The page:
Diagnosis of latent tuberculosis infection (LTBI) is facilitated by tuberculin skin testing (TST) or interferon-gamma release assays such as the QuantiFERON TB Gold In-Tube (QTF-GIT) assays. Limited data exist on the utility of interferon-gamma release assays in HIV-infected children, which may be falsely negative due to immunosuppression.Methods:
A cross-sectional study comparing TST to QTF-GIT for the diagnosis of suspected LTBI was performed in children in Tijuana, Mexico, and in San Diego, California. Concordance between TST (≥5 mm for HIV infected and ≥10 mm for HIV uninfected) and QTF-GIT was evaluated utilizing kappa coefficients. Multivariate logistic regression assessed factors influencing the results.Results:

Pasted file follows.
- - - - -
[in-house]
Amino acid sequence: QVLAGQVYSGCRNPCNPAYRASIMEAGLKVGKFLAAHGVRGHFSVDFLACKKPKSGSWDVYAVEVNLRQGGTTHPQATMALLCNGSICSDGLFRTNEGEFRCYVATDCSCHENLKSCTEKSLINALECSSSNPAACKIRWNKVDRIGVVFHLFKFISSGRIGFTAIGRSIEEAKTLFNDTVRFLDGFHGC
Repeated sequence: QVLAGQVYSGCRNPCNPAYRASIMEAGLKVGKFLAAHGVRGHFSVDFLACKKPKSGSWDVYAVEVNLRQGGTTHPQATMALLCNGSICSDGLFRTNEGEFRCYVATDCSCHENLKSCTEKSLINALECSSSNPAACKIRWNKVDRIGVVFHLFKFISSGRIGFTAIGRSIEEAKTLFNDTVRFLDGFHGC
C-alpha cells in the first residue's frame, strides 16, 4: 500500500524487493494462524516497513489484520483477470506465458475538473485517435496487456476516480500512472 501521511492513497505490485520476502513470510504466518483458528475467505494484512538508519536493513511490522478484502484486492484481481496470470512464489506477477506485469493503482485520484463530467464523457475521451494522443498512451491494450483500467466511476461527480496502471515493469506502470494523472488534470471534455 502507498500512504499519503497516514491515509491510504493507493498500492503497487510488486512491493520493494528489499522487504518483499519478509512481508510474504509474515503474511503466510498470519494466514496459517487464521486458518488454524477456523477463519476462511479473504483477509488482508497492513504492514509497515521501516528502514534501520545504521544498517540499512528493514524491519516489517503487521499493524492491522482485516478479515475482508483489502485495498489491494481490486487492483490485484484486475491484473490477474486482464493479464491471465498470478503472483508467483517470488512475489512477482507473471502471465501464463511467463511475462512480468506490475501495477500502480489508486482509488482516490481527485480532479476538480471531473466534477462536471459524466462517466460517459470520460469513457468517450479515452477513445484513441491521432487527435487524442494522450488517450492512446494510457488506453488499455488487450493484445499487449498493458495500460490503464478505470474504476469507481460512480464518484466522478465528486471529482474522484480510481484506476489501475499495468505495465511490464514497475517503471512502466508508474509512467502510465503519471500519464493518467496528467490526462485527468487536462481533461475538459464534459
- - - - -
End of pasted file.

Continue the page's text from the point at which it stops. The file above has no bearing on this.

One hundred sixty-five children (70 HIV infected and 95 HIV uninfected) were evaluated (median age, 8.0 years). Among HIV-infected children, the median CD4+ cell count was 913 cells/μL, with 92.9% of subjects on antiretroviral treatment and 80.0% with an HIV RNA load <400 copies/mL (76% <50 copies/mL). Among HIV-infected children with no history of tuberculosis, 12 HIV had either a positive QTF-GIT or TST ≥ 5 mm or both, giving a suspected LTBI prevalence of 20.3% (compared with 61.3% among HIV-uninfected children). Moderate concordance was demonstrated in HIV-infected children (both tests positive, κ = 0.42; 95% confidence interval: 8.9%–75.4%) and HIV-uninfected children (both tests positive, κ = 0.59; 95% confidence interval: 43.0%–76.5%).Conclusions:
A moderate correlation exists between TST and QTF-GIT among HIV-infected and uninfected children with preserved immune function in an area of moderate tuberculosis endemicity.